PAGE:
In accordance with the present invention, disclosed herein are coating materials (e.g., bioabsorbable coating materials) for medical devices comprising a biomaterial, a fixating material (e.g., sodium carboxymethylcellulose) and at least one therapeutic agent; wherein the biomaterial includes fatty acids (e.g., fish oil fatty acids) cross-linked to each other (e.g., directly to each other); wherein the fixating material is disposed on an outer surface of the biomaterial relative to the medical device; wherein the coating material effects controlled delivery in a patient of the one or more therapeutic agent from the coating material; and wherein the controlled delivery is at least partially characterized by the total and relative amounts of the biomaterial and the fixating material in the film material. In certain embodiments, the rate of release of the one or more therapeutic agents from the fixating material may be controlled at least in part by the degree of protonation of the fixating material caused by the relative amount of fatty acids in the biomaterial.

Also disclosed herein are methods of modulating the rate of release of one or more therapeutic agents from a coating material. Such methods include the steps of providing a biomaterial, wherein the biomaterial comprises fatty acids cross-linked to each other; providing a fixating material; and coupling the fixating material to the biomaterial to form the coating material; wherein at least one of the biomaterial and the fixating material comprises one or more therapeutic agents; and wherein the rate of release the one or more therapeutic agents from the coating material is at least partially characterized by total and relative amounts of the biomaterial and the fixating material in the coating material.

In accordance with the present invention, films can include a biomaterial, wherein the biomaterial comprises fatty acids cross-linked to each other; and a fixating material, wherein the fixating material is disposed on an outer surface of the biomaterial relative to the medical device; wherein at least one of the biomaterial and the fixating material comprises one or more therapeutic agents; wherein the film is implantable in a patient to effect controlled delivery of the one or more therapeutic agent to the patient; and wherein the controlled delivery is at least partially characterized by total and relative amounts of the biomaterial and the fixating material in the film. In accordance with aspects of the present invention, the rate of release of the one or more therapeutic agents from the fixating material is controlled at least in part by the degree of protonation of the fixating material caused by the relative amount of fatty acids in the biomaterial.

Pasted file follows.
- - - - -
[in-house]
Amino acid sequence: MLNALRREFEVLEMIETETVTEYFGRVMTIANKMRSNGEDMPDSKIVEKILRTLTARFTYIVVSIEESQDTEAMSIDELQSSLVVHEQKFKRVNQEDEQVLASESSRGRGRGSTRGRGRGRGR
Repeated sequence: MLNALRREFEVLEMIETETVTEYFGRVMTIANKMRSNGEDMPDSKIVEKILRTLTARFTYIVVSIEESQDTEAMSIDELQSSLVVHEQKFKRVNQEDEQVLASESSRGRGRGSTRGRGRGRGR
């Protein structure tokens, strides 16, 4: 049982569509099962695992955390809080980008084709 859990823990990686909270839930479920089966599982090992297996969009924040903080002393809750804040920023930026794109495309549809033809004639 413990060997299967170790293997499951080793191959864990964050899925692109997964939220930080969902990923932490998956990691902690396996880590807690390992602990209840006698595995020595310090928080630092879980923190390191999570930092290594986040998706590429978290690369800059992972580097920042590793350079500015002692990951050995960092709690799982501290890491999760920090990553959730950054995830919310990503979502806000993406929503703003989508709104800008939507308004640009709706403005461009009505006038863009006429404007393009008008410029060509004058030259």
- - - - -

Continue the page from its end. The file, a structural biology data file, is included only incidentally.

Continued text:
In accordance with the present invention, the biomaterials disclosed herein can include a first therapeutic agent and the fixating material comprises a second therapeutic agent; wherein the biomaterial releases the first therapeutic agent at a first rate and the fixating material releases the second therapeutic agent at a second rate. The second rate may be influenced by a composition of the biomaterial. For example, in certain embodiments wherein the biomaterial has a high fatty acid density, such high fatty acid density delays the second rate. In other embodiments wherein the biomaterial has a low fatty acid density, such low fatty acid density accelerates the second rate.

In accordance with the present invention, the rate of release of the one or more therapeutic agents from the fixating material is controlled at least in part by the degree of protonation of the fixating material caused by a relative amount of fatty acids in the biomaterial. For example, the rate of release of the one or more therapeutic agents from the fixating material may be controlled at least in part by the degree of protonation of the fixating material caused by a relative amount of fatty acids in the biomaterial. In certain embodiments, a greater total and relative amount of the biomaterial to the fixating material in the coating results in a higher degree of protonation of the fixating material and thereby extends the release of the one or more therapeutic agents from the fixating material.